Uber Reinstates Drivers with Past Drug Charges After Banning Them
Uber sure knows how to stay in the news – and usually not for the right reasons. Over the last few years, Uber has caused a series of scandals and controversies due to the brash behavior of its executives, a series of lawsuits launched by drivers who claim they weren’t being compensated fairly, for killing a pedestrian with one of their self-driving vehicles, and even for possibly breaking the FTC’s anti-spam laws. This week, the latest Uber headlines come by way of Uber reversing a recent policy which removed drivers who had drug-related convictions from the Uber app, essentially ‘firing’ them. Thanks to a lawsuit launched by a group of (formerly) banned drivers, those drivers have been reinstated.
In April of 2018, Uber began preventing drivers from using the app if they had drug-related convictions which violated a Delaware law preventing drug offenders from driving professionally. However, that policy didn’t just affect Uber drivers in Delaware. Four drivers in Philadelphia who were removed from the app over past drug convictions hired a lawyer who argued that Uber’s policy went against a Pennsylvania law which says people with drug convictions over seven years old cannot be barred from work based on those convictions.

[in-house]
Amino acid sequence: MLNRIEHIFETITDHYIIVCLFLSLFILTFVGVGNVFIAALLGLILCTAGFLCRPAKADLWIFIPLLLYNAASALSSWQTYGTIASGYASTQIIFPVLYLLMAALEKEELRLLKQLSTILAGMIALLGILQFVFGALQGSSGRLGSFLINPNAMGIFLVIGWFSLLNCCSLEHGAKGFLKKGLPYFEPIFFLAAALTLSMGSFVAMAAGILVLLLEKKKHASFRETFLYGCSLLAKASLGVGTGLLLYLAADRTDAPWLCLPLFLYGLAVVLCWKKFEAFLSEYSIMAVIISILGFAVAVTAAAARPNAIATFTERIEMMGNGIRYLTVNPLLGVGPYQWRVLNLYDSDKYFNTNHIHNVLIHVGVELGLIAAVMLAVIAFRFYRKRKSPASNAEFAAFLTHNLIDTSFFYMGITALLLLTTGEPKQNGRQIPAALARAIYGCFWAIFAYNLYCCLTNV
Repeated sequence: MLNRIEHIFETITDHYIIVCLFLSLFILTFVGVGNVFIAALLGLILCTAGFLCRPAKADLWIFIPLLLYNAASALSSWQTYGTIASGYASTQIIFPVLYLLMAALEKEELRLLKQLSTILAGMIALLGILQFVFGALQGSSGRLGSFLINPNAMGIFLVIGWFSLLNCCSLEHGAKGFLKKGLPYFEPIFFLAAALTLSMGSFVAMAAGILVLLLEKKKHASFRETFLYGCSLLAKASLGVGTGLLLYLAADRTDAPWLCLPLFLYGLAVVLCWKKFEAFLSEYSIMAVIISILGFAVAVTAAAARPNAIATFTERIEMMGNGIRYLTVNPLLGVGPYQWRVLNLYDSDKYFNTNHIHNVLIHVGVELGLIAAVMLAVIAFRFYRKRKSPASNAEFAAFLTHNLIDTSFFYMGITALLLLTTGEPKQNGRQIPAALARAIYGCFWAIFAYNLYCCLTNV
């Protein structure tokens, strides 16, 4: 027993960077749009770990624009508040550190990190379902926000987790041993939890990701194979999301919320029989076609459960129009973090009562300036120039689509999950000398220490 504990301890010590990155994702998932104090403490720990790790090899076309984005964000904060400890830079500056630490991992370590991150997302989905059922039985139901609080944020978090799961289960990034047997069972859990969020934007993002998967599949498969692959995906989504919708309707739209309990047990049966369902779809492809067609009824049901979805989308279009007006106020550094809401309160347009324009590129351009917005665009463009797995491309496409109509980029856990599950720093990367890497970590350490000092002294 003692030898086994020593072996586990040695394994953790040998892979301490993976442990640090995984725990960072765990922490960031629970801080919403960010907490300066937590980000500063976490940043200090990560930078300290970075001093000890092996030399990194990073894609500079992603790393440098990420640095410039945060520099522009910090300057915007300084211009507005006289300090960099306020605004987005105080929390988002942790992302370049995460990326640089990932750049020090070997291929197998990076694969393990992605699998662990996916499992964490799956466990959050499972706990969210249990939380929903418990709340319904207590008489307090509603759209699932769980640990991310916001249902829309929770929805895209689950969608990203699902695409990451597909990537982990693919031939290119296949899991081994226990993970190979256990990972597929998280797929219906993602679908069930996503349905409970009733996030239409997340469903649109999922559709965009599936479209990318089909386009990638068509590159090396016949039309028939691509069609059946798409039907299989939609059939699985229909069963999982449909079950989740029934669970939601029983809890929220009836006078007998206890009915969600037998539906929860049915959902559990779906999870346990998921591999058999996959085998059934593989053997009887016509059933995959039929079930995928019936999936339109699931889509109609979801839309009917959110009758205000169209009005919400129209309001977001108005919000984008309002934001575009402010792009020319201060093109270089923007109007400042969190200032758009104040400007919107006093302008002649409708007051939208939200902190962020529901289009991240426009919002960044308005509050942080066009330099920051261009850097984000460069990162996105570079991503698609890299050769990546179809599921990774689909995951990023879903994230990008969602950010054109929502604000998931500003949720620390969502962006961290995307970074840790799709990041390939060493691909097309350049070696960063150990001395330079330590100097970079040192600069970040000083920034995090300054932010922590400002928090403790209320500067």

The visibility of that case was boosted thanks to the notoriety of one Uber driver, Thomas Daniels, who was removed due to drug convictions which were over 20 years old. Daniels received a commuted sentence from President Barack Obama in 2016 along with 60 other non-violent drug offenders. Daniels was barred from driving for Uber in March due to the Delaware law, but has now been reinstated.
Uber has now reversed its drug conviction policy – but only outside of Delaware. Uber spokesperson Danielle Filson says “currently affected driver-partners will be reassigned in our system so that they can make pickups exclusively in the states where they meet the background check requirements. We are constantly reviewing our practices and procedures to enhance compliance and safety.”
Should drivers with past convictions be able to drive for Uber?
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